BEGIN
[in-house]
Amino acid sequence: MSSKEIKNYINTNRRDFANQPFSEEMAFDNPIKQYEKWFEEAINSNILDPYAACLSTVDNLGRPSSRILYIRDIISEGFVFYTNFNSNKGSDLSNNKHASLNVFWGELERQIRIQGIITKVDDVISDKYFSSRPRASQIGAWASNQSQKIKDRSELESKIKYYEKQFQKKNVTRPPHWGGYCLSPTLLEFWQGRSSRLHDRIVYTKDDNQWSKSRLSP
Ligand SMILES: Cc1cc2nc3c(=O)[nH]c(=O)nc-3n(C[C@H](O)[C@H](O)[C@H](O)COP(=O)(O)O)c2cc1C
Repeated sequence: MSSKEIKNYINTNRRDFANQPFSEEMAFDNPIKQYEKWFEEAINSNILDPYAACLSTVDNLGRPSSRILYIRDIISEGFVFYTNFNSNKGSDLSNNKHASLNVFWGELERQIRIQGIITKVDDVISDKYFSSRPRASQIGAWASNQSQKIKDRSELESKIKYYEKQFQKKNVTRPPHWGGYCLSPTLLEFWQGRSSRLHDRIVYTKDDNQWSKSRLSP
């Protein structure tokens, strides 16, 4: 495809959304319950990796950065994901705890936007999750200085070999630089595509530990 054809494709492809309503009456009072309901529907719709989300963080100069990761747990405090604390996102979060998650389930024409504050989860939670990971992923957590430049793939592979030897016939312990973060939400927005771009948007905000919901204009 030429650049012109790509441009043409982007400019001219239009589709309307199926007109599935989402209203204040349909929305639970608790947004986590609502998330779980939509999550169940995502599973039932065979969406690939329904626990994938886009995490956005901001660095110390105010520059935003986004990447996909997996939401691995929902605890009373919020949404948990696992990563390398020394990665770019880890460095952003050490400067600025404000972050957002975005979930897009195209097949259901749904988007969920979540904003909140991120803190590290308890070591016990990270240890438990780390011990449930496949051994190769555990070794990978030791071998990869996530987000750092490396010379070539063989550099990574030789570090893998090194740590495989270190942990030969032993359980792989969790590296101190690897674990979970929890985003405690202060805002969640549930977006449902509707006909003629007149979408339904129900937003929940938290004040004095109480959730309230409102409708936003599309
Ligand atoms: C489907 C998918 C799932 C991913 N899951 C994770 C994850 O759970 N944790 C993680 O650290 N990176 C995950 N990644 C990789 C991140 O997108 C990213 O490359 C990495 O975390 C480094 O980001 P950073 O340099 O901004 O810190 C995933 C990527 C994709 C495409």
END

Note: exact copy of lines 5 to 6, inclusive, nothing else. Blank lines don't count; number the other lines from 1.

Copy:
């Protein structure tokens, strides 16, 4: 495809959304319950990796950065994901705890936007999750200085070999630089595509530990 054809494709492809309503009456009072309901529907719709989300963080100069990761747990405090604390996102979060998650389930024409504050989860939670990971992923957590430049793939592979030897016939312990973060939400927005771009948007905000919901204009 030429650049012109790509441009043409982007400019001219239009589709309307199926007109599935989402209203204040349909929305639970608790947004986590609502998330779980939509999550169940995502599973039932065979969406690939329904626990994938886009995490956005901001660095110390105010520059935003986004990447996909997996939401691995929902605890009373919020949404948990696992990563390398020394990665770019880890460095952003050490400067600025404000972050957002975005979930897009195209097949259901749904988007969920979540904003909140991120803190590290308890070591016990990270240890438990780390011990449930496949051994190769555990070794990978030791071998990869996530987000750092490396010379070539063989550099990574030789570090893998090194740590495989270190942990030969032993359980792989969790590296101190690897674990979970929890985003405690202060805002969640549930977006449902509707006909003629007149979408339904129900937003929940938290004040004095109480959730309230409102409708936003599309
Ligand atoms: C489907 C998918 C799932 C991913 N899951 C994770 C994850 O759970 N944790 C993680 O650290 N990176 C995950 N990644 C990789 C991140 O997108 C990213 O490359 C990495 O975390 C480094 O980001 P950073 O340099 O901004 O810190 C995933 C990527 C994709 C495409």